Drummerworld Pro Drummer - Administrator
Let me emphasize that I weighed the decision carefully and repeatedly before proceeding, and was apprehensive even while doing it. I had considered finding a drum repair guy to use a drill press and make sure the holes were centered through the round leg. Even a slight variance would mean the leg would sit/clamp properly in the groove made for it. I went ahead with it because 1) I needed it for that night, 2) the original holes would remain intact so worst case scenario, the drum would just be at its original angle, and 3) I could always order another pair of legs from Ludwig. If I wasn't in such a rush, I absolutely would have taken them to a local machine shop or Pro Drum for guaranteed success.Can you describe how you went about drilling the second hole? There doesn't seem to be much room for error so it's critical to get it right on the first attempt.
But, here's what I did. First and foremost, drilling a 5/16" hole in a piece that's only slightly larger doesn't leave much room for error. You can see in the photo that there's a flat spot on the leg, so it's not like I had to start a hole at the apex of a round bar (although a drill press could easily have done that...) So I used a center punch to make an indent for the drill bit, to ensure that I at least started in the center.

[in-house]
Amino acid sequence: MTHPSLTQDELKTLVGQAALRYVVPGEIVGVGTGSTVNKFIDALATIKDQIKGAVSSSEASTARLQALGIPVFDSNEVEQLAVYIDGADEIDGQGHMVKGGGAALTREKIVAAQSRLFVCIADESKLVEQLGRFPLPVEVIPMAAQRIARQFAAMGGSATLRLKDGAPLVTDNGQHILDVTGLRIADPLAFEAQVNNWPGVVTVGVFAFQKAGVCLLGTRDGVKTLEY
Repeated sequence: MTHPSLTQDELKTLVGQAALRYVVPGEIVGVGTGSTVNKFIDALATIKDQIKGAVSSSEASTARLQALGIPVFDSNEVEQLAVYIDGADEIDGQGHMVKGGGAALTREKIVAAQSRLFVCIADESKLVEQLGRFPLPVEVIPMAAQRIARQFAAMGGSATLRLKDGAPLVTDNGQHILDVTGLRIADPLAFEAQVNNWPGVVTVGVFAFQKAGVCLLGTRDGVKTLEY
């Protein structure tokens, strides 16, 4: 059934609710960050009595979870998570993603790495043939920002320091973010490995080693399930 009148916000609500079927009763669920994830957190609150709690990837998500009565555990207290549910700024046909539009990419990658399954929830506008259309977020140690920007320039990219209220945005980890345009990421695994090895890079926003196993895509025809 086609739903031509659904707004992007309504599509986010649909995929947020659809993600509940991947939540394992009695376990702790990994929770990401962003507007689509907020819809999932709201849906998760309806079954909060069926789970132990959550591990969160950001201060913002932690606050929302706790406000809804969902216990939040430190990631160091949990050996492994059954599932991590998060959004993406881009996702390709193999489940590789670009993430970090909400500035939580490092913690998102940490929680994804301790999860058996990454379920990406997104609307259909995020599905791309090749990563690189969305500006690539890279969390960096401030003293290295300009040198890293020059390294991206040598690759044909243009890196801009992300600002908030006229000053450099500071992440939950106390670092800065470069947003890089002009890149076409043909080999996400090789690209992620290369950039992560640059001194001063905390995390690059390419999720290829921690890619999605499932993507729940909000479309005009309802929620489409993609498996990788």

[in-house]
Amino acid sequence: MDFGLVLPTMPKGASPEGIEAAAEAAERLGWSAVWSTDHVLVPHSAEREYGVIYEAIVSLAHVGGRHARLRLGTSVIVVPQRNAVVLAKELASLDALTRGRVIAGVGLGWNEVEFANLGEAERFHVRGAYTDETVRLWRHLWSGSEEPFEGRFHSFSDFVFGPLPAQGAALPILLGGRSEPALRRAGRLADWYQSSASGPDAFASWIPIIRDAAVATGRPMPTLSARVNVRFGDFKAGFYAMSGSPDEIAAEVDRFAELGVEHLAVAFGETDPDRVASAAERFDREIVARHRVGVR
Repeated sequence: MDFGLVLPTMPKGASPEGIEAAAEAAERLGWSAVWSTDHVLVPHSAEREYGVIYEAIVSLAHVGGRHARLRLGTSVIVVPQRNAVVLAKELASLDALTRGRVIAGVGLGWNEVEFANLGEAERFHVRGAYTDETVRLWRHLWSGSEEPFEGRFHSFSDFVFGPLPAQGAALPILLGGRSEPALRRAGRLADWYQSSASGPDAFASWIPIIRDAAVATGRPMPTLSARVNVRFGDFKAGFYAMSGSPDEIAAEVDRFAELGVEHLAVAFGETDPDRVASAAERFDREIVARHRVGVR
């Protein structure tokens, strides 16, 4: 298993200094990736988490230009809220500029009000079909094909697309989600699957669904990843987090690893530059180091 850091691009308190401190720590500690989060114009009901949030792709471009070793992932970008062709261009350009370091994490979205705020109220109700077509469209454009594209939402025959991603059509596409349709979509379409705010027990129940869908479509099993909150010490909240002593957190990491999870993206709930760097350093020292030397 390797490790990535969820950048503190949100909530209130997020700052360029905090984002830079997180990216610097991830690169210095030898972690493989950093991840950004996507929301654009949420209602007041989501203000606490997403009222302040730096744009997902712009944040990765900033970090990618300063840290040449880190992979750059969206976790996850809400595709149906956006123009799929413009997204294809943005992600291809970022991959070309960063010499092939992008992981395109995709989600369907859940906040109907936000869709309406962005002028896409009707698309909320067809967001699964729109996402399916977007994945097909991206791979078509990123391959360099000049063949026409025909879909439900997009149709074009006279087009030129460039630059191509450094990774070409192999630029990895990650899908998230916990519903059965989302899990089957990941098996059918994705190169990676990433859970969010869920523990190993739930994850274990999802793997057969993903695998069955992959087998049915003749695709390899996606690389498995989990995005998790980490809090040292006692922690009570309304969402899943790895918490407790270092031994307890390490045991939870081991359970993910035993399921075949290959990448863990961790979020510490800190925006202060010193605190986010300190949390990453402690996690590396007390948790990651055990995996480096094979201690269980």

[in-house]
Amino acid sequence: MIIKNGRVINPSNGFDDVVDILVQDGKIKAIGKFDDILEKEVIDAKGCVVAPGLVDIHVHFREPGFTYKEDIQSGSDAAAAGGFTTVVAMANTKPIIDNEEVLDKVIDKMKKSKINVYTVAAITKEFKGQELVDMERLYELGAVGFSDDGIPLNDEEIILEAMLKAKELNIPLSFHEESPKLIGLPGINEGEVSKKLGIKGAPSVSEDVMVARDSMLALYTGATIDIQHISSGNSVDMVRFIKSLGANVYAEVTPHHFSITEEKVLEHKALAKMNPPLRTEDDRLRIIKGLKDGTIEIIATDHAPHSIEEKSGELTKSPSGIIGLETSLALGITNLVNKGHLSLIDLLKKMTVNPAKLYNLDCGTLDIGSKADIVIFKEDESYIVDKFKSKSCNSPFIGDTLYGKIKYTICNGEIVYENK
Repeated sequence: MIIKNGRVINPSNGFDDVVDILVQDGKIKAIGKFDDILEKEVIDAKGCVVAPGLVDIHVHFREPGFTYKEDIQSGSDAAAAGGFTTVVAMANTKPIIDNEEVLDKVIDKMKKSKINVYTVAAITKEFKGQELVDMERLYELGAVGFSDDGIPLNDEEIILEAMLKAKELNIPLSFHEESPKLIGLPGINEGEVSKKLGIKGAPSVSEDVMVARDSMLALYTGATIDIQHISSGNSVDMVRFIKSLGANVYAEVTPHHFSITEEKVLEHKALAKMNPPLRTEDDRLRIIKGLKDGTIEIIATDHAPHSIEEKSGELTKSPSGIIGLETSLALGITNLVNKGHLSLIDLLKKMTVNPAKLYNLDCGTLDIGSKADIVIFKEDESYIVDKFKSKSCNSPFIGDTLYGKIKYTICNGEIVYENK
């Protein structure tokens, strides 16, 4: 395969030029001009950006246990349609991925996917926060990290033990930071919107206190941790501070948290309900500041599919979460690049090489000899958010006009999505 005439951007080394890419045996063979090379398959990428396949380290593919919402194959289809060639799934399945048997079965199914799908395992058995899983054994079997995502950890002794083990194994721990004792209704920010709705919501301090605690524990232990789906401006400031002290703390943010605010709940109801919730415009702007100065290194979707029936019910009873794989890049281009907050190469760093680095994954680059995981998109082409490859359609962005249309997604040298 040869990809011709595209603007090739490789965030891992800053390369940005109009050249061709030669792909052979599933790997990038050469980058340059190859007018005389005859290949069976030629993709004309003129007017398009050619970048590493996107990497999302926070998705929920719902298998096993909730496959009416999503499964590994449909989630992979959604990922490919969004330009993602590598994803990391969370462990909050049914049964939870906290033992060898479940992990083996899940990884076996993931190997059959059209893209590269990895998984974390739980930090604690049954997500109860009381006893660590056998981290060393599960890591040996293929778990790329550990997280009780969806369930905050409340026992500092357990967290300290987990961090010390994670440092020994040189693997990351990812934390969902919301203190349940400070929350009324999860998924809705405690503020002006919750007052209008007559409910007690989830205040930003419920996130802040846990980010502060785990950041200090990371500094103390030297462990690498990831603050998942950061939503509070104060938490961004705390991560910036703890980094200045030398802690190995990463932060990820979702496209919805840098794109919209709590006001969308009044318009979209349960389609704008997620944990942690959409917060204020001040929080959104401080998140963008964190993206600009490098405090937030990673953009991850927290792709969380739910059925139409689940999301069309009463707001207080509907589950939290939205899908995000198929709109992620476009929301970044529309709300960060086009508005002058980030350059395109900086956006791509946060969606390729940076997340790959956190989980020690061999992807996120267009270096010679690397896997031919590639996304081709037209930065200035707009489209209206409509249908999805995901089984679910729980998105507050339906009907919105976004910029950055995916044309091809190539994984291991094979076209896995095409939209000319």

Making sure the hole went directly through the center of the leg depends on the flat spot being absolutely level. A vice would help ensure that it's level and held firm, but I didn't use one. Why? Because there's no guarantee that a hand-held drill would be perfectly vertical in order to make a straight hole, and that's even more important than the hole being centered on the leg, because it affects how the leg slips onto the mount and tightens into place. In other words, keeping the leg locked into place wouldn't have made any difference, the hand-held drill was the real variable.
But I went ahead anyway, knowing that I wasn't going to ruin the original integrity of the leg.
I held the rod in place against a wood plank, drilled a 1/8" pilot hole, then the 5/16". I was slightly off-center on one, because the leg wasn't exactly at the right rotation to the bit, but I nailed the other. Somehow - and more importantly - the holes were also straight, and sipped onto the mount perfectly.
Basically, I got lucky.
I'd still recommend using a drill press if you have access to one, or just take it to a professional. That's what I'll be doing with my other Signet kick legs.
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